To begin constructing an automation in ActiveCampaign, start with a “trigger.” There are a number of ways you can set off an automation, including: When a tag is included When a contact registers for a list When a contact sends a type E-commerce and on-site choices (available in the “Pro” strategy) When the contact reaches a certain point in another automation.
From there, you can start building the actions in your automation. Some actions that are readily available in ActiveCampaign’s automations are: Send out an e-mail Inform an employee Wait conditions If/then conditionals Split traffic for screening Skip to other parts of the automation Track goals (The contact can avoid to the objective’s place in the automation.) Start or end another automation, or end the current automation Post a webhook Subscribe or unsubscribe the contact to/from lists Update contact details Add and get rid of tags Add a note Lead scoring, SMS and site messages, and Facebook Customized Audience management are all “Pro” features – .
Contrast with ConvertKit‘s Automations, which are more minimal. On ConvertKit, you can trigger an automation when: The contact sends a form The contact buys A tag is included to the contact A custom field is upgraded with a particular worth From there, you can create Conditions, to check whether the contact has a certain tag or customized field worth.
You can likewise create Events, which are a bit like ActiveCampaign’s Objectives, but without the reporting. You can track an Occasion when: A tag is added or gotten rid of The contact makes a purchase A date occurs A customized field is upgraded with a specific value You do not produce e-mails in ConvertKit’s Automations.
For more on how ActiveCampaign compares to ConvertKit, read my ConvertKit vs ActiveCampaign comparison. The main way I build my list is through an e-mail course. ActiveCampaign makes it simple for me to build my email course precisely how I wish to construct it. Many marketers construct really basic email sequences for their “e-mail courses.” A contact signs up, and then that contact immediately begins getting lessons.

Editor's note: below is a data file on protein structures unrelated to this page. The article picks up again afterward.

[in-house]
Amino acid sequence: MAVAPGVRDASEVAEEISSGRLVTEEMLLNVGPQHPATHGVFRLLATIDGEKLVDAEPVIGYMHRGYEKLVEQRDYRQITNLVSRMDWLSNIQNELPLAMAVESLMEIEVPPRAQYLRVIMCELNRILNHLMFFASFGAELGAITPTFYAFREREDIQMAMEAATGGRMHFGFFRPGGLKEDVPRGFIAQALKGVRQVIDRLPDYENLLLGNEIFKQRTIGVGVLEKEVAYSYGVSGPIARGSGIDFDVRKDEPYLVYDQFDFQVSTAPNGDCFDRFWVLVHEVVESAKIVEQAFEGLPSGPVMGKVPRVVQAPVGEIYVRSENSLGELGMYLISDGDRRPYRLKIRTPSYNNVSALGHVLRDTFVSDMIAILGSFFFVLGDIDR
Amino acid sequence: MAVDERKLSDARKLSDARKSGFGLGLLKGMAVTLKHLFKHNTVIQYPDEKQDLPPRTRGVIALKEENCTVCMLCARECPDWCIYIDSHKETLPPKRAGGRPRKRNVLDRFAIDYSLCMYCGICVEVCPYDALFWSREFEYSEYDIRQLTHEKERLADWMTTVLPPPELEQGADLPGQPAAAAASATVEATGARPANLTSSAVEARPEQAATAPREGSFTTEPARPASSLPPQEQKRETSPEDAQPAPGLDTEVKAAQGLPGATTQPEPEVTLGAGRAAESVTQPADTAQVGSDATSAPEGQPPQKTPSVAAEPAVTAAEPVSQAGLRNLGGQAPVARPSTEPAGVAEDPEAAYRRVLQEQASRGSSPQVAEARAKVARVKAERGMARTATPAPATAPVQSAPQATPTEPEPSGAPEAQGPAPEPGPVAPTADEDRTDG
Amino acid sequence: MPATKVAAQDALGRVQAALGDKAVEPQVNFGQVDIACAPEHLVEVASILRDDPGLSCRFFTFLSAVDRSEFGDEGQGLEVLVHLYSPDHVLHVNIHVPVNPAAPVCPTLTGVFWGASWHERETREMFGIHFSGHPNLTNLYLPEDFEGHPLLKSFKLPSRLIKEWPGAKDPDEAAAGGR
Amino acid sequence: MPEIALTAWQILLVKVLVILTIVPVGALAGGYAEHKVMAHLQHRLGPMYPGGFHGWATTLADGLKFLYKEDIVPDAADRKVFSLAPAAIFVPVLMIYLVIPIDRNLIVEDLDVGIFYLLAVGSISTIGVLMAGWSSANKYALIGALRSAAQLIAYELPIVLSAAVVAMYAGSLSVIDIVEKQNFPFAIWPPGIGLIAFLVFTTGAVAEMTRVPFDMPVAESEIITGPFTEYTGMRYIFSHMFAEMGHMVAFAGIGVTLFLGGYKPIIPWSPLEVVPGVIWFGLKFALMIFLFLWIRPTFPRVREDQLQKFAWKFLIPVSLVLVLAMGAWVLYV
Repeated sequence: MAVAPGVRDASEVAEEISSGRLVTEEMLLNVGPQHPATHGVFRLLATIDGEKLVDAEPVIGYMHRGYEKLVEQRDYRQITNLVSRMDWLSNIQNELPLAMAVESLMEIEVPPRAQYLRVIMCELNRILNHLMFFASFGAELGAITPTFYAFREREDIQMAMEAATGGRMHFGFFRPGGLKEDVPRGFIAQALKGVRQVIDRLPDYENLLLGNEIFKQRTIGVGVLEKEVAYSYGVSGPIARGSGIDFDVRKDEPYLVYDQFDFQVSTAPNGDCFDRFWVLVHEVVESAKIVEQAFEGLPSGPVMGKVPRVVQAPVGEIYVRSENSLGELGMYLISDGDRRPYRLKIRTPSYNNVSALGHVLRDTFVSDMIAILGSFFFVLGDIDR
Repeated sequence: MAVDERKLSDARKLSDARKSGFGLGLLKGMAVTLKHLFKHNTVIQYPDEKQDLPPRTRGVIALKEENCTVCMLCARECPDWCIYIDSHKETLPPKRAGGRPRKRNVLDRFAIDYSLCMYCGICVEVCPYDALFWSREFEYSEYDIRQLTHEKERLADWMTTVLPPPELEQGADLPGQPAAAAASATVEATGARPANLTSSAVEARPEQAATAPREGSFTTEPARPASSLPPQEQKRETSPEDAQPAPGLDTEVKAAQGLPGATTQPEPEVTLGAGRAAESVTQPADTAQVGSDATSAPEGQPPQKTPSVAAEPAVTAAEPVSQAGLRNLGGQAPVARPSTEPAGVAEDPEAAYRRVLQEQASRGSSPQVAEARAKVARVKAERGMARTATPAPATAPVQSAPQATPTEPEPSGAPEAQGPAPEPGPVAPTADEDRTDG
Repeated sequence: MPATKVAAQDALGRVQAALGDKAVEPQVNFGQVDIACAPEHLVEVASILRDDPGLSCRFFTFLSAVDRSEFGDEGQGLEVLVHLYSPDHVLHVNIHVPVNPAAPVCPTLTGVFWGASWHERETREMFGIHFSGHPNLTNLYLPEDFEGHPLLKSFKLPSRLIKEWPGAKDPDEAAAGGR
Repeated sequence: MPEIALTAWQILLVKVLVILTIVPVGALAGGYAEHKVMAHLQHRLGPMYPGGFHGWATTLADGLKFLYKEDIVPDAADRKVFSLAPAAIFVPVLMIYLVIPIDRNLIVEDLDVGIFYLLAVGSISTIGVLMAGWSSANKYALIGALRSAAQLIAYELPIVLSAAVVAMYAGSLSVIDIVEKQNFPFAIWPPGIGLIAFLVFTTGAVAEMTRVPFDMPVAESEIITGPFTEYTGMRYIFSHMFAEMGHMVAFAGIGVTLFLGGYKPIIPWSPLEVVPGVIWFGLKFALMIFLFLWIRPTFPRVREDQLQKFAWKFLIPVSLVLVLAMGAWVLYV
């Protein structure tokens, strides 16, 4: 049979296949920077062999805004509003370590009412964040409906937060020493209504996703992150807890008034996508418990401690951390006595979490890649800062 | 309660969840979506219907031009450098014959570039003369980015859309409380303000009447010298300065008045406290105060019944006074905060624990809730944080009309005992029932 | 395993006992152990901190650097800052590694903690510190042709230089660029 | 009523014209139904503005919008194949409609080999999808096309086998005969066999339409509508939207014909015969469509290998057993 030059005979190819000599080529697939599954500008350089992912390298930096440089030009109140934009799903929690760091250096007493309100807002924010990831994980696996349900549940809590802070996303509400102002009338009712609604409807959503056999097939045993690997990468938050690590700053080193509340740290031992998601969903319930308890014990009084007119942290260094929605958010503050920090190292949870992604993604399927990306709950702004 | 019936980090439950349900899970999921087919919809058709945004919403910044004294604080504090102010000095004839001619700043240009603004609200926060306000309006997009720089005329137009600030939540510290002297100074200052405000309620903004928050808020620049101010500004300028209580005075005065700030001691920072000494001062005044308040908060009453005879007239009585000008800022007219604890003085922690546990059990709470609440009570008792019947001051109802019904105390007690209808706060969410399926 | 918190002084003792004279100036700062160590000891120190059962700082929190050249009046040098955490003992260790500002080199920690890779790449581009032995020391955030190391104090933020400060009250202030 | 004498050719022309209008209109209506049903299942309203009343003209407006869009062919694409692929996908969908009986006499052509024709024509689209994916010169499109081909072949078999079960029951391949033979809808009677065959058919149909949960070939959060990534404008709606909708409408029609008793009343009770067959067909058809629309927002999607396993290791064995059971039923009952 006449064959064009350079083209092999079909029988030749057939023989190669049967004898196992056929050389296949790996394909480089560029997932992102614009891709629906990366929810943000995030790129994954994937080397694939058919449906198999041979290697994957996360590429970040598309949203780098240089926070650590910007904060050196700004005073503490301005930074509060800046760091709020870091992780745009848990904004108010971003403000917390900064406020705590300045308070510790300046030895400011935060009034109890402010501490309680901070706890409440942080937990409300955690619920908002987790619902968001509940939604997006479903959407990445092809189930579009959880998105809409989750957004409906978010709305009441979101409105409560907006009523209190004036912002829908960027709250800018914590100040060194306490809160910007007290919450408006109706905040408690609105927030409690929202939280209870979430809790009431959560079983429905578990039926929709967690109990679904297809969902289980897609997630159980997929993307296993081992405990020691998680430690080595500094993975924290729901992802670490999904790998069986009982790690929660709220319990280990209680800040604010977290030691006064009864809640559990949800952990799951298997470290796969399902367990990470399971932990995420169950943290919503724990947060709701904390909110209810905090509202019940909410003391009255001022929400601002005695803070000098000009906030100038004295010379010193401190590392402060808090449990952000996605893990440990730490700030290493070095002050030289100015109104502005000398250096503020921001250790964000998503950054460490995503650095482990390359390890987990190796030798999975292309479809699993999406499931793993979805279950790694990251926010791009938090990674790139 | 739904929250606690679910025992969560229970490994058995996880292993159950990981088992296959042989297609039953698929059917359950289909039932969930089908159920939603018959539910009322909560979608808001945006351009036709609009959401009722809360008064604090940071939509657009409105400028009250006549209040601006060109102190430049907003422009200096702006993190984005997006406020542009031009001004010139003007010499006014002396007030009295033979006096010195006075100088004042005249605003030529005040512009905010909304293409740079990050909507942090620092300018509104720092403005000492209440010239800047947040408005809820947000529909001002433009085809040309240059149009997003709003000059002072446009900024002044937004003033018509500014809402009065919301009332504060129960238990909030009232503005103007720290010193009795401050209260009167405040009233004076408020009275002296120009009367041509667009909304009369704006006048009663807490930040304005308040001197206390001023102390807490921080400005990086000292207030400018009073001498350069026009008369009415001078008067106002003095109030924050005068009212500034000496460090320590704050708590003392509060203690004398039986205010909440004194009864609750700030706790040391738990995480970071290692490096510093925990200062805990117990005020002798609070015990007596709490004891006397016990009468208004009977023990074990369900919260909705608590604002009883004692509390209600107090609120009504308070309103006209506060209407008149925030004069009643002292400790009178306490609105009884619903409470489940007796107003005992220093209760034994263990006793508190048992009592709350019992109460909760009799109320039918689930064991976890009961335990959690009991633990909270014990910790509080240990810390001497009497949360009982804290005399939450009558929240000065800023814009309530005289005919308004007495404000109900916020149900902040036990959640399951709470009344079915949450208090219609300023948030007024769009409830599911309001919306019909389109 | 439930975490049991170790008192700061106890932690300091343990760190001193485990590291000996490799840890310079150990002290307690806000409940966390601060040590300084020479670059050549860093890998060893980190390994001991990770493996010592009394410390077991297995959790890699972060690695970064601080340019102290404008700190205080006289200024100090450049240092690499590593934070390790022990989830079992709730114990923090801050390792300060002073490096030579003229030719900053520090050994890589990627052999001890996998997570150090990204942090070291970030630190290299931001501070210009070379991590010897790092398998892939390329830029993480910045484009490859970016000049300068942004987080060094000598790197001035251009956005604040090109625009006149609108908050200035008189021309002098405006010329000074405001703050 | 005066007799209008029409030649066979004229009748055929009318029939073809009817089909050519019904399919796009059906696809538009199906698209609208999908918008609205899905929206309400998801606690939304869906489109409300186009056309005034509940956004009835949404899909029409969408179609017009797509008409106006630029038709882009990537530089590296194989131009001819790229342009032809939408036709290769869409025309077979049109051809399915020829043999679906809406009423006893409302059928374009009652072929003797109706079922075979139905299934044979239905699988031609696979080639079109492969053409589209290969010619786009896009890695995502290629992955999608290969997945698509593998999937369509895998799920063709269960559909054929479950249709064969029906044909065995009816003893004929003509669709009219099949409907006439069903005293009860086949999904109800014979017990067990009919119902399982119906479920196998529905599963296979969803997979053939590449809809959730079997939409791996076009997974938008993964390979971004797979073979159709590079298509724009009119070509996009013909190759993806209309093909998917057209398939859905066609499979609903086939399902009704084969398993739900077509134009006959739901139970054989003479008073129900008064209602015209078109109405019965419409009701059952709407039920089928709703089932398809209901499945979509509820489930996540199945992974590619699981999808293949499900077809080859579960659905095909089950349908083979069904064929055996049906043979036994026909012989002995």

It was simple to develop with ActiveCampaign, however impossible when I was with MailChimp. I don’t do that approach. My e-mail course is by hand synced with this countdown timer on my website. You need to sign up by Friday night, and a brand-new course begins each Monday morning. When I first attempted this methodology, I was on MailChimp.
Here’s the automation I utilize to invite brand-new trainees to my Design Pitfalls course. There’s a few things going on here: The automation sends out all contacts a “welcome email ().” The automation verifies that it’s not Friday. If it’s not Friday, the automation waits until it is Friday. At 11am, it sends a “pump up” email to get the students all set for next week’s course, and encourage them to share it with friends.
The contact will begin getting lessons the following Monday morning. If it is Friday and after 7pm, the contact missed registration for next week’s class. They’ll get the pump up email the following Friday early morning, and lessons the Monday after that. It was impossible for me to automate this with MailChimp.